HMRC to commence Business Records Checks

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Creative Commons License photo credit: psd

Having just completed and filed personal tax returns at the end of January, many people will be breathing a sigh of relief that the task is done for another year. Typically it’s not exactly unheard of for people to ignore their accounts until the 11th hour and then complete an entire years books in the last few days before their tax return is due. If that’s you then the best advice will be to review your accounts procedures and start keeping your records up to date on a regular basis.

It’s unarguable that records kept daily or weekly are more likely to be accurate than financial records completed months later. HMRC suspect that companies are underpaying tax due to poor record keeping and aim to review the accounts of up to 50,000 of the worst cases each year. The checks will be known as Business Records Checks (BRCs) (Link opens in .pdf), with penalties imposed for significant record keeping failures.

The scale of the problem for HMRC is pretty significant, their random enquiry programme has shown that inadequate business records is a problem in around 40% of the country’s five million SMEs. As they will be targeting businesses whose “risk assessment” suggests they are likely to have inadequate business records, HMRC expect the initial incidence of poor record keeping in the BRC population to be around 60% and for this to rise as the BRCs progress.

The BRCs are scheduled to start in September this year and unlike a full tax inspection they will typically be pre-return checks, taking half a day on average to complete. HMRC estimate that £600m of extra revenue will be collected over 4 years.

If you’re not keeping your business records up to date on a regular basis this might be the year to start doing so. Having records that are up to date and being able to demonstrate your record keeping processes is likely to stand you in good stead, should you be subjected to a BRC.

13 Responses

  1. Day Light Robbery…

    I think I prefer the days when they would come to the village and take our sheep.

    Why do we put up with it.

  2. So keeping every receipt/transaction then dumping it on my weary accountant once a year is not good enough any more?

    I don’t particularly want to pay my accountant every month to keep my records up to date. She herself said mine are nice and simple (98% exportable online etc) and it would not be cost effective to do every month.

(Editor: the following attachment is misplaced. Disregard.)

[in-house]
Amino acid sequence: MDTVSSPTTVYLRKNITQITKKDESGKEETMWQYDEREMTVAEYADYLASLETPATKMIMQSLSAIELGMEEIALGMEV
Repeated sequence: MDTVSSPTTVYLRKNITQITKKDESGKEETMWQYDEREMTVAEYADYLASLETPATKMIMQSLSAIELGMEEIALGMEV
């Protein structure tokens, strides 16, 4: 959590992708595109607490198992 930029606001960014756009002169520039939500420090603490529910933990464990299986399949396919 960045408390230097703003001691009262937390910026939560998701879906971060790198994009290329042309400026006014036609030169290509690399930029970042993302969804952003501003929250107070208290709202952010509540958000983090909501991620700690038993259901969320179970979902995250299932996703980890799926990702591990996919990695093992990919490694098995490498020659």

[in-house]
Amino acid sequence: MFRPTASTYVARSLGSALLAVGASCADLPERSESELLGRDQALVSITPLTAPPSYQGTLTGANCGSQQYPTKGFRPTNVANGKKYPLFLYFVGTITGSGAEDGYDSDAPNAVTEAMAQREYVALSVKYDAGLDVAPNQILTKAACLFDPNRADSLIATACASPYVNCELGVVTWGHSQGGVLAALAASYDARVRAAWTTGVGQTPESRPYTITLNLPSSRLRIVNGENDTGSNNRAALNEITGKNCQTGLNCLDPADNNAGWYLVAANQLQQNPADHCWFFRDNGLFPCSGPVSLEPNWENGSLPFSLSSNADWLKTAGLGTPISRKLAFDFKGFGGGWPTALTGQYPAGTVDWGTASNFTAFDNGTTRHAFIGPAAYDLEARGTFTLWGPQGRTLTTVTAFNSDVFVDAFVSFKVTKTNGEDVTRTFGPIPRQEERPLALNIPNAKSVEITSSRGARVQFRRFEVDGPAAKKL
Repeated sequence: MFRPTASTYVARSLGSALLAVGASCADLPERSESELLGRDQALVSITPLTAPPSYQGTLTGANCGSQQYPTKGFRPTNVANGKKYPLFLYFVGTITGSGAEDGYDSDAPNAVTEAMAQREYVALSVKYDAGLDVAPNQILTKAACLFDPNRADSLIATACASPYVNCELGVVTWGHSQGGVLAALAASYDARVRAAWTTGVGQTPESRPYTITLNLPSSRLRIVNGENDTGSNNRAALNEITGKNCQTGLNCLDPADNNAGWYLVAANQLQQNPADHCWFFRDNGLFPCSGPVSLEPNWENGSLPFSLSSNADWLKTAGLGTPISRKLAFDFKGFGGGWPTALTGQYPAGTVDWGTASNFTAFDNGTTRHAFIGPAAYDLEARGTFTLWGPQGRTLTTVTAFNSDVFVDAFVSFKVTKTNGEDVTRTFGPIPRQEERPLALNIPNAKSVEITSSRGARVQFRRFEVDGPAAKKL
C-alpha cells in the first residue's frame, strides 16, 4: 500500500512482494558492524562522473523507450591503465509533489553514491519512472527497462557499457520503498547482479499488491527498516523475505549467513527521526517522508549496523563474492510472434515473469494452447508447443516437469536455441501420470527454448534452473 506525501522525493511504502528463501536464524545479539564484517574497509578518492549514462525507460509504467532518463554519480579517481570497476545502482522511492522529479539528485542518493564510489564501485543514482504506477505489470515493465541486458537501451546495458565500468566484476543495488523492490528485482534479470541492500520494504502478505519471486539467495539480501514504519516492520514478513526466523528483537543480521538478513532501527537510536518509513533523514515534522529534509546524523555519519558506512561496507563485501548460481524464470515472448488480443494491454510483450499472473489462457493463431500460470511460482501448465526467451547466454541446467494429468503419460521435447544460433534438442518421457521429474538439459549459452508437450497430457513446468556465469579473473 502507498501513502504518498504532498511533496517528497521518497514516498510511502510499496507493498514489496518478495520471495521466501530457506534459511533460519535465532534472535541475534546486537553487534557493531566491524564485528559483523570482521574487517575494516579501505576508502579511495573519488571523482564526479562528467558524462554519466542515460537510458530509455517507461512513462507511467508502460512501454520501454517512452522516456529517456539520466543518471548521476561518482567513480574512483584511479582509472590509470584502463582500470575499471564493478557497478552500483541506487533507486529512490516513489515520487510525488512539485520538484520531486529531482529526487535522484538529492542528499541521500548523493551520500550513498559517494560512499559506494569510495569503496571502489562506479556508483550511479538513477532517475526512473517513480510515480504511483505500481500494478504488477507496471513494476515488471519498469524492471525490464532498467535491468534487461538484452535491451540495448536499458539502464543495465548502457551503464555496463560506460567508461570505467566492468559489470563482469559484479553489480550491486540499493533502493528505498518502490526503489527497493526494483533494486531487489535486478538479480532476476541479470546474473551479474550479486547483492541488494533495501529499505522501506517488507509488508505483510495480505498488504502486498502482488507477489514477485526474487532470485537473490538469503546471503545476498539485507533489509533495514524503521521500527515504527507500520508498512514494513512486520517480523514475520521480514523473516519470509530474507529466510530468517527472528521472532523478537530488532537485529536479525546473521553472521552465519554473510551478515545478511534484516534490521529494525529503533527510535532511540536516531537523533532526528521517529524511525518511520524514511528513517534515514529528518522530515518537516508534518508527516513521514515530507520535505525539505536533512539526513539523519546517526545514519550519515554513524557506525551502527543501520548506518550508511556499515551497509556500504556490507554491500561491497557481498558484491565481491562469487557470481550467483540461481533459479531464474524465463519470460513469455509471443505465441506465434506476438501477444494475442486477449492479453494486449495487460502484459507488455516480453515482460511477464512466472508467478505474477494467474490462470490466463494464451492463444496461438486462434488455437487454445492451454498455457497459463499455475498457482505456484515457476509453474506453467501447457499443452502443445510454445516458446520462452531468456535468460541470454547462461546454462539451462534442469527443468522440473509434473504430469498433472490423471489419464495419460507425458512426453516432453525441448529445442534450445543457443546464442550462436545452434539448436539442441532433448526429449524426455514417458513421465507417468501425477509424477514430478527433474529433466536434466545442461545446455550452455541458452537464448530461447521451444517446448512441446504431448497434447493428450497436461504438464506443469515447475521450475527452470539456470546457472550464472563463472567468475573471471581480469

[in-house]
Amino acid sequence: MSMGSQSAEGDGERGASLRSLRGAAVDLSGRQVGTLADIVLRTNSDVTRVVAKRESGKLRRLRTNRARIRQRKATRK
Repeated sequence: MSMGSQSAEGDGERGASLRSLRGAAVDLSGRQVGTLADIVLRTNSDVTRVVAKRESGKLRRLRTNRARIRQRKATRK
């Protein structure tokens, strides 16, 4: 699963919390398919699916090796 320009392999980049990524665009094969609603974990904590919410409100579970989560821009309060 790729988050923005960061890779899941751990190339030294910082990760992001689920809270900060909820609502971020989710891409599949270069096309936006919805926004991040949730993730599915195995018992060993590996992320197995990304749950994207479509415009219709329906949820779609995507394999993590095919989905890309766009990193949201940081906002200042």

However, most online retailers I know are far too big not to have their accounts done every month so does this mean they are going to pick on the little people?

  3. With all the news that HMRC can’t keep accurate records of people paying the right “paye taxes”, what makes them think that this will do any better. I thought they were cutting the public services not exspanding them. The thing that makes me laught is that this was dreamed up by politicians checking up on us. But look at what the politicians get up to, there the biggest cheats that ever walked the earth. They even make claims for porn films in there expenses.

  4. All funds coming into the business go direct to our business account and as far as possible all business related purchases are made on the same account. Now although it will never be a complete record of all business transactions it is a good indicator of the state of our accounts.

    If you haven’t got a separate business account – then hold onto your hat!

  5. Just seen the PDF – Total Cost (PV) £10.2m

    I thought the government was trying to save money, Not Wasting it!

  6. The usual term for dumping all the invoices etc on the Accountant once a year is “Shoe Box Accounting”. It has kept Accountants rich for generations. They have a couple of low paid clerks who spend days writing it all up(or today entering it into the computer) and then at the end the Chief Clerk or Junior Accountant does the maths and you the client gets charged top price as if the Senior Accountant has done all the work. Also for those who are VAT registered and having to submit quarterly figures Shoe Box Accounting” is just not possible. There needs to be some discipline in keeping the Accounts but there are many systems available even down to the old fashioned manual systems that can keep everything up to date. ALL Invoices and back-up documents should be kept. After all if the HMRC or even your Accountant asks about a transaction from April or May(the start of the Tax Year)-working on the basis that your year end is 31st March(probably the most popular date along with the 31st December) for Small Businesses to pick as their year end how are you going to remember the details. When I was an Accountant in Industry(back in the 1970’s) you could guarantee that any problem was always at the start of the preceeding Tax-year and you had only the faintest of memory of what was happening because a great deal of water had run under the bridge since then. Every serious Business should keep accurate accounts and it is not that difficult just time consuming and of course its not glamerous.


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